High mode is perfectly blinding but not disorienting.
We use the Strobe also during day time. We experienced that its much harder to judge distances when using the right strobe at enough intensity.

Oh yeah, and try to take it from a velcro pouch/holster with 1 hand when going into a fighting situation. . . . .
So we came up with a special upside-down holster for 1-hand tactical pull, attached to a small spiral cord so You can drop it during arrest/both hands free situation.

So I assume that you are using a Eden TDL 20?
 

Photon

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Joined
Apr 24, 2001
Messages
184
Location
Plano, TX
Re: Strobe, anyone?

The foursevens.com site has a Lumen Tale (at bottom of page) about some guys who were beset upon by some large dogs.
...Thankfully, I was able to quickly and easily switch to the flashlight's strobe mode. The dogs suddenly froze in place and became very quiet...
 
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Grizzlyb

Enlightened
Joined
Aug 14, 2011
Messages
402
Location
Amsterdam
Re: Strobe, anyone?

About dogs we didn't test it yet, but we have a Horse department behind our training facility. Same thing happend to horses.
They froze. Didn't know what to do.
We'll have our Dog department test it more serious on dogs.
But, having sayd that.
We already know, that when a dogs is completely in attack mode, pepperspray won't work.
Adrinaline levels are probably to high.?


kj2 ,
Yep.
 

TEEJ

Flashaholic
Joined
Jan 12, 2012
Messages
7,490
Location
NJ
Re: Strobe, anyone?

I thinks dogs are never oriented in the first place, so you can't disorient them as easily (Some what facetious).

Anecdotally at least, I don't see strobes doing much to dogs and cats. Shining lights in their eyes just annoys them, and I haven't seen a difference, personally at least, between high lux and strobe on a dog. I also think if in attack mode, they will charge blindly, literally as well as figuratively. I have heard of others stopping dogs with strobe though, so, perhaps like people, some are more affected by it than others.
 

Grizzlyb

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Aug 14, 2011
Messages
402
Location
Amsterdam
Re: Strobe, anyone?

I don't see strobes doing much to dogs and cats. Shining lights in their eyes just annoys them, and I haven't seen a difference, personally at least, between high lux and strobe on a dog. I also think if in attack mode, they will charge blindly, literally as well as figuratively. I have heard of others stopping dogs with strobe though, so, perhaps like people, some are more affected by it than others.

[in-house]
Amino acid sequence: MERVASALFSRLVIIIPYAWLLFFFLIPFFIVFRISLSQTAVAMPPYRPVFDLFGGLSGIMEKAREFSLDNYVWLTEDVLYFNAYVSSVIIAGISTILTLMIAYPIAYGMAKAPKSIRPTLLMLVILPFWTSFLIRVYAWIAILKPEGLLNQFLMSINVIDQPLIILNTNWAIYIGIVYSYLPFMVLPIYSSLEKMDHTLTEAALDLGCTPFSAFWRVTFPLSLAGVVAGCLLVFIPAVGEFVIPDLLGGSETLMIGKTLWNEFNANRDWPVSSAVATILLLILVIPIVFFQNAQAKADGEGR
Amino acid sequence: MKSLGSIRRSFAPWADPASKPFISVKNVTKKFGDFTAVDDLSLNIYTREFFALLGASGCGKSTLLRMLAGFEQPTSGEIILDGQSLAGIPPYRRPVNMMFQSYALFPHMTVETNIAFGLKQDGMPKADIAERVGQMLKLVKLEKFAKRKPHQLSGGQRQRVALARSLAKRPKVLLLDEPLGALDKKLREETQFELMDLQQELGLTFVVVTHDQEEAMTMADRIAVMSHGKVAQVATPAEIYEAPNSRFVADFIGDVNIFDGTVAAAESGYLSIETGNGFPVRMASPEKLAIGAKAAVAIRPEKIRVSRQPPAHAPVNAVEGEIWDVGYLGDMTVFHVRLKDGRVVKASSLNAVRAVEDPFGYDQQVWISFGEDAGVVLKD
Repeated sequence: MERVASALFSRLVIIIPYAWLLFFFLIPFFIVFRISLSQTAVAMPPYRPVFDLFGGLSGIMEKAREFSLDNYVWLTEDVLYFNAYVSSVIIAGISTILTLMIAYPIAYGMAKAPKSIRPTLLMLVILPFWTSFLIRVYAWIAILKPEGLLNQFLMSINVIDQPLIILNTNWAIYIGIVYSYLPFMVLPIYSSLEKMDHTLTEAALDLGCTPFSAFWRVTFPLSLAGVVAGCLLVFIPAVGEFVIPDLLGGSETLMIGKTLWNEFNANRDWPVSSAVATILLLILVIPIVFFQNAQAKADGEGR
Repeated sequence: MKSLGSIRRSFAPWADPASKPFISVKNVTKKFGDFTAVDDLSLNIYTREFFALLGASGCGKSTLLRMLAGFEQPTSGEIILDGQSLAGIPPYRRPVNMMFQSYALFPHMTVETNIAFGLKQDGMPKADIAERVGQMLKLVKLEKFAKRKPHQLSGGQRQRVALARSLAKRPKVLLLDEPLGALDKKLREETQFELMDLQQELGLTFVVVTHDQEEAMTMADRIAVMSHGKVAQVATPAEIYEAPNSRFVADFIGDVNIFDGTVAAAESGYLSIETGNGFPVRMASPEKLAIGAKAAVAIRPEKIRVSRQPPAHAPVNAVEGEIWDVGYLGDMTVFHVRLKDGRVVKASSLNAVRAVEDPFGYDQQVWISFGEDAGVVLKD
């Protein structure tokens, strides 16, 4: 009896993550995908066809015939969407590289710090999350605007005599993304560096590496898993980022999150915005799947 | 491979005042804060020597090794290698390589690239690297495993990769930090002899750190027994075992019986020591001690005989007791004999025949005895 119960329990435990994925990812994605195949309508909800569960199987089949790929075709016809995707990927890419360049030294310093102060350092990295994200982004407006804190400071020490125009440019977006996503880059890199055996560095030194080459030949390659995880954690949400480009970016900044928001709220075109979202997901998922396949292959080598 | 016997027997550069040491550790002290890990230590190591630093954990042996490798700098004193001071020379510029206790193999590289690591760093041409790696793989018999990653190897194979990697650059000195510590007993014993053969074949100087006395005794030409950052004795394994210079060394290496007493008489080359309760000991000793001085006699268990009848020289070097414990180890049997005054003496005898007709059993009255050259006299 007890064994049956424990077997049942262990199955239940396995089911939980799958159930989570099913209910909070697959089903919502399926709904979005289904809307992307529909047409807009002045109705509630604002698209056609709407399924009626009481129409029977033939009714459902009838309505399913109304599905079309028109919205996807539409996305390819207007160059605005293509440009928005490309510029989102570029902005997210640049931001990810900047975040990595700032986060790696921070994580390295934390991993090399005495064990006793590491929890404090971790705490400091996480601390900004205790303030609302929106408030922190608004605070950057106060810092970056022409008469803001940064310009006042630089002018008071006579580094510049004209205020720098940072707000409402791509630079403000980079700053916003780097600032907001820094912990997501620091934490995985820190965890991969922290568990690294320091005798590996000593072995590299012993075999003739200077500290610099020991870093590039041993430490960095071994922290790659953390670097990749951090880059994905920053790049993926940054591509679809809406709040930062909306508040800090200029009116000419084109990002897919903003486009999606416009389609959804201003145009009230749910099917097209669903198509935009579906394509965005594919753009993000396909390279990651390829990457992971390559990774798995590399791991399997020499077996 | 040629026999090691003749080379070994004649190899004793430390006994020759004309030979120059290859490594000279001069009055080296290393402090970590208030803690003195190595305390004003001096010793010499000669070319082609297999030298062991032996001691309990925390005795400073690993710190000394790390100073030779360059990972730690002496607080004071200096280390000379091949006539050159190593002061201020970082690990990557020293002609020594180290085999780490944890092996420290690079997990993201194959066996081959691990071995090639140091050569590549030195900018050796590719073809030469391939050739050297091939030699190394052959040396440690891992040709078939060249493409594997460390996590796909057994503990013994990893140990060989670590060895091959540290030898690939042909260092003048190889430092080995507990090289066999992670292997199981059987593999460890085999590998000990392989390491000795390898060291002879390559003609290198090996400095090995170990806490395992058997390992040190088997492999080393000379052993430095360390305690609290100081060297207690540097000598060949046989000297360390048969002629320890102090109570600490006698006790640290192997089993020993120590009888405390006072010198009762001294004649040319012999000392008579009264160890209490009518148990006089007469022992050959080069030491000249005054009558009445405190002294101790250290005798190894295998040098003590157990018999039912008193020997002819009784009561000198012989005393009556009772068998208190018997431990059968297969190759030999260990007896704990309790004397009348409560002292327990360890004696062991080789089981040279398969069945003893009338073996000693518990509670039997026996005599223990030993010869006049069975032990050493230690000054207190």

Thats my opinion to. Probably in a pre- agressive fase it can more or less confuse a dog. But once in attack mode it stops for almost nothing.

We'll try to conduct the tests with the dogs as scientific as possible, but it will be mostly empirical research.
That department has a lot of dogs, so I expect a good general result. (all police trained, so not all kinds of dogs)
But it is an interesting line of "research".
 

braddy

Enlightened
Joined
Nov 24, 2011
Messages
516
Re: Strobe, anyone?

It can't. Simple as that. The question itself was justification enough for us, that we had it made permanent. In any mode You switch it off, it ALWAYS starts-up in Strobe mode.

Dutch cops must be engaged in some heavy stuff, I would think that non-combat uses would be the routine use of a light, for a policeman.

Tonight I came across an old camera flash that I used to carry with a knife, I only carried it for an emergency, not routine use for lighting, I would think that the Dutch police protest this weird flashlight issue that you describe.
 
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Al_D

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Joined
Aug 28, 2012
Messages
159
Re: Strobe, anyone?

About dogs we didn't test it yet, but we have a Horse department behind our training facility. Same thing happend to horses.
They froze. Didn't know what to do.
We'll have our Dog department test it more serious on dogs.
But, having sayd that.
We already know, that when a dogs is completely in attack mode, pepperspray won't work.

Training mounted units is generally difficult. You're basically conditioning the animal to ignore/suppress instinctual 'flight' responses to 'dangerous stimuli'. Loud noises (pyrotechnic, traffic, crowd), light (vehicle strobes, camera flash), contact (crowd control, other equine); a short list of things to train against. As good as most training is for mounted units I doubt a handful of years of conditioning will really be rid of 55 million years of evolutionary response.
Your result doesn't surprise me much.

As for dogs, my experience is much in-line with yours. A docile canine with nominal temperament will wince at most, squint at least to exposure.